Taking into account total operation of this line, there is a profit not a loss, a benefit, not a burden. The relative amount of profit on one service and loss on the other is a factor.

When we turn from this particular line to the over-all operations of Southern Railway, we find that the over-all profit of Southern Railway in 1960 for its entire system was $30,702,542 after the payment of all taxes and all operating expenses. The figure for 1958 was $30,254,231 and for 1959 was $33,126,744.[14] The accumulated surplus of Southern in 1960 was $343,594,070. The effect of the losses of the Greensboro-Goldsboro passenger service on the financial structure of the railroad is inconsequential.[15] The degree by which the loss impairs the ability of the carrier properly to serve interstate commerce is not substantial.

But it is unfair to compare the loss from a particular segment of a passenger rail line to the total profit of the company. Nor is this the test. The question is whether the particular segment of the railway involved is contributing its fair share to the over-all company operations, or whether its share constitutes a burden on the company and on interstate commerce. The evidence in the record is not clear or full on the question of whether this segment of the line is contributing its fair share to the overall company operations, but the evidence points in the direction that the Greensboro-Goldsboro line contributes at least its fair share. For example, Southern's over-all passenger deficit in 1960 was $14,669,798 on its 2,913 passenger miles. The average loss per mile is then $5,035 on a system-wide basis. If we assume Southern's net operating passenger deficit on the Greensboro-Goldsboro line was $117,641 for 1960 (on a line of 130 miles); then the average loss per mile was $912.[16] The evidence further indicates that the average revenue per passenger mile in 1960 was .0305 for trains Nos. 13 and 16, as compared with a company wide average of .0296 and a North Carolina average of .0301, indicating a greater revenue per passenger mile on *689 the Greensboro-Goldsboro line than on the Southern's operations as a whole.[17]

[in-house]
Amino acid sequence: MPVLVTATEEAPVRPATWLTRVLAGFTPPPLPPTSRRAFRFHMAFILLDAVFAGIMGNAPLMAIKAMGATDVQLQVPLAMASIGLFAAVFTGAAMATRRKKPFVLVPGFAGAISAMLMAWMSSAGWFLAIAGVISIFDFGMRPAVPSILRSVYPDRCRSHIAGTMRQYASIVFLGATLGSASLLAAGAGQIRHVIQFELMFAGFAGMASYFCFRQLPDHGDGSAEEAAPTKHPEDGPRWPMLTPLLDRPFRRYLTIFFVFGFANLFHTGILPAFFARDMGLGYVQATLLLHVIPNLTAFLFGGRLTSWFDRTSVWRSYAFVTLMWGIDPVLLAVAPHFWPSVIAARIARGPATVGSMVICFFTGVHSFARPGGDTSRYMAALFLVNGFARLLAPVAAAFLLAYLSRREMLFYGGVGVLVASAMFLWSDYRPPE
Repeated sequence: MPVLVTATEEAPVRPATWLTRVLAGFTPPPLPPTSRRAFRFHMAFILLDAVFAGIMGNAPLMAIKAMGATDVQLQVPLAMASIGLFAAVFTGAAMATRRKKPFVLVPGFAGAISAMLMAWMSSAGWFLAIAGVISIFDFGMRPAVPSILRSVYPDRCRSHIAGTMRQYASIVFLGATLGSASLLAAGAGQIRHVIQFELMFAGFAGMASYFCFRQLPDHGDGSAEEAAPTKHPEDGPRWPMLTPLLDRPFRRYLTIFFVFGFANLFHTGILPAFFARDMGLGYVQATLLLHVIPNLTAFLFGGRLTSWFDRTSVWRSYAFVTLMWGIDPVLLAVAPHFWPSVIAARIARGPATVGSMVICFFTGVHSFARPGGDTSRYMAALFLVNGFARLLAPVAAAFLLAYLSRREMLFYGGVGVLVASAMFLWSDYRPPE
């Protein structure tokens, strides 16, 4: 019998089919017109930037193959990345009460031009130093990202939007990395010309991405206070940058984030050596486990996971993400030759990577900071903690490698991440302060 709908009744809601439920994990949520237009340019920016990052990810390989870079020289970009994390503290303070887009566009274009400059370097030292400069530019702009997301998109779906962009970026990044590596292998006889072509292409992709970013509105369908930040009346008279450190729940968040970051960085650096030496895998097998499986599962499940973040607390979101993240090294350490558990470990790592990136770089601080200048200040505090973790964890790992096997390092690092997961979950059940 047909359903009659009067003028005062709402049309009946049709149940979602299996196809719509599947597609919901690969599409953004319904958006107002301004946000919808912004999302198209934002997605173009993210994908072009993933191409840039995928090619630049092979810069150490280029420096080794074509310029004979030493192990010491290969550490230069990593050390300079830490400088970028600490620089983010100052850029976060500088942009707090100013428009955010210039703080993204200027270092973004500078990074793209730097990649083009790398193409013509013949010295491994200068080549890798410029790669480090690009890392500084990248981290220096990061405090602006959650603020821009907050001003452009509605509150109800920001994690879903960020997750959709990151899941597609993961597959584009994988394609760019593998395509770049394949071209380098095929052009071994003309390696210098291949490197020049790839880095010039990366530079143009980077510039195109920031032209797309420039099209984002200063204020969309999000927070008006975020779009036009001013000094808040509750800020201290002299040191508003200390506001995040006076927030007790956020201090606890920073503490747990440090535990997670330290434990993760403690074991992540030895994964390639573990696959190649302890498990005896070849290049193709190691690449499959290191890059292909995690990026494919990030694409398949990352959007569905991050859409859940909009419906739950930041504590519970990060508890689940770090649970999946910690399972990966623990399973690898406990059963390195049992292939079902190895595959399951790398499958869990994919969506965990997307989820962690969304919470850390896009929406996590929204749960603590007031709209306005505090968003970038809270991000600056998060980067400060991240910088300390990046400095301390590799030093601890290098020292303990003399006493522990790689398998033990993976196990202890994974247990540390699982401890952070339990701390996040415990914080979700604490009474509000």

We find no comparative figures relating to freight profits in the record. The amount of the freight profits on the Greensboro-Goldsboro line was apparently arrived at by taking 61% of the Southern Railway's average freight profits per mile multiplied by the total Greensboro-Goldsboro mileage.

The burdens of a public utility must be viewed in light of the principle that a public utility cannot shut off all unprofitable service it must continue to serve, even at a loss as to some operations when the public convenience and necessity do not permit the loss of the service. Mr. Justice Frankfurter, in Alabama Public Service Comm. v. Southern Ry. Co., 341 U.S. 341, 71 S. Ct. 762, 770, 95 L. Ed. 1002 puts it:

 
"Unlike a department store or a grocery [store], a railroad cannot of its own free will discontinue a particular service to the public because an item of its business has become unprofitable. * * * One of the duties of a railroad company doing business as a common carrier is that of providing reasonably adequate facilities for serving the public. This duty arises out of the acceptance and enjoyment of the powers and privileges granted by the State and endures so long as they are retained. It represents a part of what the company undertakes to do in return for them, and its performance cannot be avoided merely because it will be attended by some pecuniary loss."

Upon our examination of the entire record, in the light of the applicable principles of law, we fail to find substantial evidential facts to support the Commission's holding that the service in question constitutes an undue burden on the interstate aspects of the carrier's operations. The basic facts are not in conflict nor is there any real conflict in the evidence offered by the parties. The question is whether there is "such relevant evidence as a reasonable mind might accept as adequate to support a conclusion." Consolidated Edison Co. of New York v. N. L. R. B., 305 U.S. 197, 229, 59 S. Ct. 206, 217, 83 L. Ed. 126 (1933); Davis, Administrative Law Treatise, Vol. 4, p. 186. We think there is not.

This court is specifically authorized by the Administrative Procedure Act (5 U.S.C.A. § 1009) to "hold unlawful and set aside agency action, findings, and conclusions found to be * * * arbitrary, capricious * * * or otherwise not in accordance with law * * * (or) unsupported by substantial evidence." By the provisions of Title 28, § 1336, jurisdiction is accorded to "set aside, (or) annul * * * any order of the Interstate Commerce Commission."

Pursuant to this authority, we hold unlawful and set aside the action of the Interstate Commerce Commission authorizing the carrier to abandon its passenger service. We also hold unlawful and set aside the ultimate conclusions of the Interstate Commerce Commission that the service in question constitutes an undue burden on interstate commerce and that the present or future public convenience and necessity permits such discontinuance. We hold that such action and conclusions are arbitrary and capricious because not in accordance with law and because not supported by substantial evidence.